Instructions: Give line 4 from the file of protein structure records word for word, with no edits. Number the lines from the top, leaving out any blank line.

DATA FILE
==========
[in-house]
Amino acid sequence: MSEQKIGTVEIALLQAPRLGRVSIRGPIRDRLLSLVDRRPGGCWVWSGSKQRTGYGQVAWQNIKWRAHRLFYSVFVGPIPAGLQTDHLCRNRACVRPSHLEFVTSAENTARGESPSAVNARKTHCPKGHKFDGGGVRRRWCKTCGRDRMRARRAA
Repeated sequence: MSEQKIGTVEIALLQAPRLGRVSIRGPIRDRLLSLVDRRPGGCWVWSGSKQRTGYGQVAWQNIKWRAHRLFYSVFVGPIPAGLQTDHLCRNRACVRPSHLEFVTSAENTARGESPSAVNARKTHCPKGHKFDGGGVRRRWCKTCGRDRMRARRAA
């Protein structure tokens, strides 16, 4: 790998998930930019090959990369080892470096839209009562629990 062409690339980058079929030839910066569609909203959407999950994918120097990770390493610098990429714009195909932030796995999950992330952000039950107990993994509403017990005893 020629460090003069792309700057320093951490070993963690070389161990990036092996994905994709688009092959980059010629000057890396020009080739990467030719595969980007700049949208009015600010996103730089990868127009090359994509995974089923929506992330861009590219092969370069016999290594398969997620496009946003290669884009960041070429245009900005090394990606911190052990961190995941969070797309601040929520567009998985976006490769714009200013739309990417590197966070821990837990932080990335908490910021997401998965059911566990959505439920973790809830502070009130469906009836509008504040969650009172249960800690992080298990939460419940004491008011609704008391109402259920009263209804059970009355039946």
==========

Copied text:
């Protein structure tokens, strides 16, 4: 790998998930930019090959990369080892470096839209009562629990 062409690339980058079929030839910066569609909203959407999950994918120097990770390493610098990429714009195909932030796995999950992330952000039950107990993994509403017990005893 020629460090003069792309700057320093951490070993963690070389161990990036092996994905994709688009092959980059010629000057890396020009080739990467030719595969980007700049949208009015600010996103730089990868127009090359994509995974089923929506992330861009590219092969370069016999290594398969997620496009946003290669884009960041070429245009900005090394990606911190052990961190995941969070797309601040929520567009998985976006490769714009200013739309990417590197966070821990837990932080990335908490910021997401998965059911566990959505439920973790809830502070009130469906009836509008504040969650009172249960800690992080298990939460419940004491008011609704008391109402259920009263209804059970009355039946």